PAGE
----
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Comment Processing & Handling

Very rapid cooling enables a new way to produce magnesium

By Paul Grad |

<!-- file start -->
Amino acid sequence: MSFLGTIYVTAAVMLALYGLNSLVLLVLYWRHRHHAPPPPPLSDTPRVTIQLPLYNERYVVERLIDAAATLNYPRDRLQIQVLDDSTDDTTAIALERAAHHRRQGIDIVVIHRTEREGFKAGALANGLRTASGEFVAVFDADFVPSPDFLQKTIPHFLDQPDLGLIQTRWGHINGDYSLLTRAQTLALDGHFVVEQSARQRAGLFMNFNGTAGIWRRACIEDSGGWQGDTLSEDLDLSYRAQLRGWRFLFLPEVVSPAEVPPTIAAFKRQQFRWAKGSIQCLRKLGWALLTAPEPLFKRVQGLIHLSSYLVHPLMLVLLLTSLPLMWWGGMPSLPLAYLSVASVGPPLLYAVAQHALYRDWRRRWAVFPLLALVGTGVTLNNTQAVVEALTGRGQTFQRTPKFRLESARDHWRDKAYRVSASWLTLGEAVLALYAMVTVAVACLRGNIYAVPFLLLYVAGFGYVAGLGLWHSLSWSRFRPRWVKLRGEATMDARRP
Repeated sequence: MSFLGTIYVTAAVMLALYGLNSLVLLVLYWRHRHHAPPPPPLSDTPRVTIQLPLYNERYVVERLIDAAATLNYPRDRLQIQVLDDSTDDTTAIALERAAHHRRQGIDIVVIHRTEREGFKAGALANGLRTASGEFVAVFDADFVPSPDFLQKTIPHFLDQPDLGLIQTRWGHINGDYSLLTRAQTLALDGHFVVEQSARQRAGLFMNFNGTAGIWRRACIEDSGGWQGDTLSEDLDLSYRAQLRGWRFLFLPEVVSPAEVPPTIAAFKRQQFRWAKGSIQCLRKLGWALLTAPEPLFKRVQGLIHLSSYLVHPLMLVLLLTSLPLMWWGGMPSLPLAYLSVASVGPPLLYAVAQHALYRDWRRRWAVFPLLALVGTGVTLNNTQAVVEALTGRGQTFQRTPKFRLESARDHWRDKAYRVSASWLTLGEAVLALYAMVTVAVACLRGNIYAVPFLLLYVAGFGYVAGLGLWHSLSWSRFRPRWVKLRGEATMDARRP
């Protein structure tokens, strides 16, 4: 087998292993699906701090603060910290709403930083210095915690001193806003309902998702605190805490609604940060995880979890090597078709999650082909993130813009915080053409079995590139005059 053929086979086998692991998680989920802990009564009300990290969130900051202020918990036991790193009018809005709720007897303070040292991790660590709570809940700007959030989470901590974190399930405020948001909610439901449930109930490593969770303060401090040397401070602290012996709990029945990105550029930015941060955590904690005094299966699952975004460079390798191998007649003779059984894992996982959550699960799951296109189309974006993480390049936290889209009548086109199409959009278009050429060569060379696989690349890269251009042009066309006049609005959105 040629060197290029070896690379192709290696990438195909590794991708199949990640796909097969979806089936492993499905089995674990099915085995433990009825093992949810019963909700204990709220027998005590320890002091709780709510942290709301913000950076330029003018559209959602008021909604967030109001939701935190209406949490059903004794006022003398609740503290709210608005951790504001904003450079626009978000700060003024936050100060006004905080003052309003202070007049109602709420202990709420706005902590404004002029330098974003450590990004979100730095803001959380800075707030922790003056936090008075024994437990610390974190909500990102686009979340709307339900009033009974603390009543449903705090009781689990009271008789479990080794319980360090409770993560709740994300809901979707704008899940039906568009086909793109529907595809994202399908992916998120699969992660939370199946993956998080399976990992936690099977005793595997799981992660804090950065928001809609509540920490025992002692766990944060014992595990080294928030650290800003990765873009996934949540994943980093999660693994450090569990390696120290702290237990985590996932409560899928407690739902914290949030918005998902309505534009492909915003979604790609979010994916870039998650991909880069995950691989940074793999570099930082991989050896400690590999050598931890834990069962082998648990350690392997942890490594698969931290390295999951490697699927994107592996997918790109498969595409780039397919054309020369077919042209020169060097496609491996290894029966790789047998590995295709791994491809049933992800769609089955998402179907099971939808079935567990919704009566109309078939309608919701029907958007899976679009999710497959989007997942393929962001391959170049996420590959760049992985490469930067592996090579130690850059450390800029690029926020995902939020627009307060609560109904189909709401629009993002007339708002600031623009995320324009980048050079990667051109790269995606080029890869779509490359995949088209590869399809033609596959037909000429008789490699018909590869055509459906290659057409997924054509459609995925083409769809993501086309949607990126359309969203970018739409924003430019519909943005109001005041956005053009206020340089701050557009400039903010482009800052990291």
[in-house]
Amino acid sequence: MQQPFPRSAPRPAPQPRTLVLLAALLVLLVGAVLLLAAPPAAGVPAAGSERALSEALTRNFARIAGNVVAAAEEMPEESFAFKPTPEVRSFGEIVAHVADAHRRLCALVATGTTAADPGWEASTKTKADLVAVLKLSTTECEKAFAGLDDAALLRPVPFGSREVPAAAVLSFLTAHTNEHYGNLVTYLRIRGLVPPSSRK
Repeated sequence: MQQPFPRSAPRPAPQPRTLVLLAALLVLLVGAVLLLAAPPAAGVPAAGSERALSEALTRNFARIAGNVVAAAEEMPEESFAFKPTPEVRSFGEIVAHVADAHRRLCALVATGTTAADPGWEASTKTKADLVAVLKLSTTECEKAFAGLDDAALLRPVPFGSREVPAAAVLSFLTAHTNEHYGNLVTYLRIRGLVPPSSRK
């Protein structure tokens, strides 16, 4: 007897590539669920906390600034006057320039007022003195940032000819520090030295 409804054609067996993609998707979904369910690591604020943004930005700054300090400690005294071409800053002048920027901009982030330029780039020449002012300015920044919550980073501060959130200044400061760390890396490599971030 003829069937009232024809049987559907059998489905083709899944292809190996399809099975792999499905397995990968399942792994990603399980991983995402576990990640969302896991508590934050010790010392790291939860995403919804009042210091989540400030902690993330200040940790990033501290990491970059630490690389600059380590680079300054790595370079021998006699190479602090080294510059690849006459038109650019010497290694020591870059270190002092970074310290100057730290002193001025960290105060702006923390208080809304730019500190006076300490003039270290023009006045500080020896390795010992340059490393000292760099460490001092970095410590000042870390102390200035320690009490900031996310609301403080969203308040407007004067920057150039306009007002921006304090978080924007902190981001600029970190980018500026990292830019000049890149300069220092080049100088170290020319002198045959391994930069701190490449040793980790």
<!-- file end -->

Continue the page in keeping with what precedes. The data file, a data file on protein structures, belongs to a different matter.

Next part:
A carbothermal process for obtaining magnesium — developed by CSIRO (www.csiro.au) Light Metals Flagship (South Clayton, Victoria, Australia) — overcomes previous limitations to commercial viability. For several years, magnesium has been produced mainly by electrolytic routes, from magnesium chloride sources such as seawater and natural brines. More recently, world production has been mainly in China, using the Pidgeon process, where ferrosilicon reduces magnesia from calcined dolomite under vacuum. One of the main problems with those methods is the reversion of Mg and CO2 to magnesium oxide and carbon as the vapors cool. The CSIRO process, called MagSonic, uses shock-quenching to achieve extremely rapid cooling — up to 106°C/s — of the gaseous reaction products and prevent the back reaction. According to CSIRO, carbothermic reduction is a much cheaper reduction than ferrosilicon, and there is significant potential for reduction in equipment size, capital costs, and productivity over electrolytic routes. In the MagSonic process, magnesia and carbon (graphite) react above 1,700°C to produce Mg vapor and CO gas. The equilibrium total pressure of the products is 1 atm at 1,764°C. In CSIRO’s experimental…
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